We’ve all heard the statistics about the aging “Baby Boomers”. By 2030 more than 70 million Americans are expected to be 65.
Not only will there be more older adults for the foreseeable future, but this cohort will have different expectations and demands.
“Boomers” have been a force for change at each milestone decade and we can expect that their entry into senior-hood will be no different.
Unlike their parents, Boomers are typically, more interested in living in intergenerational communities and less interested in senior communities. Large majorities articulate the desire to “age in place” - to remain in their community as they age, without having to move to get care and/or housing.
As the Boomers “age in place”, they will need and expect that buildings, parks and streets are accessible; that sidewalks are walkable, streets are bike friendly, and wheelchairs and strollers are accommodated. They will assume that their communities will provide the health and social services they need. They are one of the most rapidly growing age groups, and while they remain the group most likely to vote, surveys show that over half of local officials are unaware of aging data about their community.
A survey of local governments conducted by ICMA, in partnership with the National Association of Area Agencies on Aging (n4a) and several other national associations reveals much work to be done to create sustainable communities for all ages as America’s elderly population continues to expand.
The Maturing of America: Communities Moving Forward for an Aging Population (Maturing of America II) report identified financial and funding issues as the top challenge facing communities in meeting the needs of, or planning for, older adults. The pressures experienced by local governments result from a combination of factors: demographic changes, increased demands for service, increased cost of health care, social services, pensions and education, and shrinking revenue bases (federal, state and local). The survey found most communities not prepared to meet the needs of their aging citizens, lacked policies and initiatives and, struggle to maintain status quo service delivery levels.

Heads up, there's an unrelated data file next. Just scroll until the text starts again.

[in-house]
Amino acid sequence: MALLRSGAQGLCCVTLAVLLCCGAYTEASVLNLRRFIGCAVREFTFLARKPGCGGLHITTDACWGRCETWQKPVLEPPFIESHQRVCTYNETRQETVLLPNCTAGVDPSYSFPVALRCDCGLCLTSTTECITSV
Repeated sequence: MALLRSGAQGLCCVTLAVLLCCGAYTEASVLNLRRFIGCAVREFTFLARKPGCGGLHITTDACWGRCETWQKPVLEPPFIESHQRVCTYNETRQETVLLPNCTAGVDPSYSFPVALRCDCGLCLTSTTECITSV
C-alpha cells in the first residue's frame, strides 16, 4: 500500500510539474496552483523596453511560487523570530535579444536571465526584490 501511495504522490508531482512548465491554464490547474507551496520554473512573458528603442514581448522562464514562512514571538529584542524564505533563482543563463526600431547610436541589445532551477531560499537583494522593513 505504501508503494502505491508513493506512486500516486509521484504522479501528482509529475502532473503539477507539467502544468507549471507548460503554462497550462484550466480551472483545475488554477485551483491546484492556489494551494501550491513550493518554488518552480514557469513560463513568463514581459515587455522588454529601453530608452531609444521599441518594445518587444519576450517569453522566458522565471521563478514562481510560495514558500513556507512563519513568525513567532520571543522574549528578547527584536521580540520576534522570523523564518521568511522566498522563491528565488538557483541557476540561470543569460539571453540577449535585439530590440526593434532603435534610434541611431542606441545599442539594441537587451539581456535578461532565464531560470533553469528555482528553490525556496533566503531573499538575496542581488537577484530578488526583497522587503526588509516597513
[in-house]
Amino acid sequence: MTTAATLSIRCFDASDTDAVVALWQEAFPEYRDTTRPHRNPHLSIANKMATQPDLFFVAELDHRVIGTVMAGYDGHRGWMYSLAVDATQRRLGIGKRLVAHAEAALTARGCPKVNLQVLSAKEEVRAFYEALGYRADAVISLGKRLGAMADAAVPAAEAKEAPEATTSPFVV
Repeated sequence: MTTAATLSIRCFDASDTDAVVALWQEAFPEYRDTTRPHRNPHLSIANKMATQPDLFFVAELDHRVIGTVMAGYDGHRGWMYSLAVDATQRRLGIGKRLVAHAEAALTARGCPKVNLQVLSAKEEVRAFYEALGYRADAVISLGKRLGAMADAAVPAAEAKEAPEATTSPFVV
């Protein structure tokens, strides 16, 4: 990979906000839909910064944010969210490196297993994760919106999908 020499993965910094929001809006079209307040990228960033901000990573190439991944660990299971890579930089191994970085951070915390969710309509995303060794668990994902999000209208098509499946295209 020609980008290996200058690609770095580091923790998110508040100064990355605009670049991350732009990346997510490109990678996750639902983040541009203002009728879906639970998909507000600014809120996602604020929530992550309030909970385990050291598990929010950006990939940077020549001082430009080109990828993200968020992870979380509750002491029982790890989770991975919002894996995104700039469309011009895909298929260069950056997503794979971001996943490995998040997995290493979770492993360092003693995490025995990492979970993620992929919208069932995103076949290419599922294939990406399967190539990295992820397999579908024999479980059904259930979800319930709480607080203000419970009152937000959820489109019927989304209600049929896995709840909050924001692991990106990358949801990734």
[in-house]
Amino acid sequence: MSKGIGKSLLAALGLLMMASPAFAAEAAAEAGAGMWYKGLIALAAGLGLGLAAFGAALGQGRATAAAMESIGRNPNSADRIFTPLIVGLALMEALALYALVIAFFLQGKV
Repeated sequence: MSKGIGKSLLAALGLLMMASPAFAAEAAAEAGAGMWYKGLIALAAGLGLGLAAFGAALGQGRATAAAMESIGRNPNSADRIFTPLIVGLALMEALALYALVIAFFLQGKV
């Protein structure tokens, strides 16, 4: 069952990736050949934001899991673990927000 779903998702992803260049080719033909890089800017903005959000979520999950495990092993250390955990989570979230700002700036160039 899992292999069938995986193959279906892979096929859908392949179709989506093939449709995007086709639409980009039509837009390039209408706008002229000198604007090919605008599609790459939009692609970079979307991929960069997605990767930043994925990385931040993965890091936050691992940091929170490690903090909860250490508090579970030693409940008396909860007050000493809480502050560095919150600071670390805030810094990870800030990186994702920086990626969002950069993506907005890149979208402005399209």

What do these changes mean for local governments with already constrained resources? Local government managers will need to find no cost/low cost responses and solutions to change service paradigms and to expand organizational capacity. Some basics include:
- implement integrated planning models…financial and physical planning through the lens of the entire community including the needs and assets of all ages and interests.
- find, partner and collaborate with a variety or agencies and nonprofits… work more intensively with regional councils, municipal leagues, non-profits, faith-communities and local foundations.
- review policies and procedures that may be barriers to action and respond… changing policies and business practice can frequently be done with no financial investment.
- bring a broad group of departments and experts together… an age-friendly community cannot be accomplished by one group, department or agency; for instance, aging experts and engineers must work together to find solutions.
- include older volunteers…develop meaningful civic engagement and volunteer opportunities that engage older adults in addressing local opportunities and challenges.
Fortunately, ICMA has been working to develop resources to help you meet these challenges. Over the last several months we prepared and presented technical assistance workshops called Neighborhood Planning for Healthy Aging under contract to the U.S. Environmental Protection Agency, Office of Sustainability. This spring we worked with JustPartners Inc. providing a needs assessment and strategic plan for Frederick County, MD. We have also engaged several other groups in developing methods to assist our members.
The ICMA 2013 Conference in Boston will include 2 sessions that will provide additional information and tips and specifically address the basics above. On Tuesday, September 24th, at 12:45 PM, I’ll lead a round table discussion “Here Come the Boomers”. Join us to discuss the policies, programs, and partnerships in your community and learn about those in other communities.
Immediately following the roundtable at 3:00 PM there will be an educational session: Engaging the Aging—Communities that Work for All Ages. The session will focus on what local government managers can do to prepare for and meet the needs of the growing Boomer demographic given current resource constraints. Expect to take away tips and tactics that the speakers have seen work.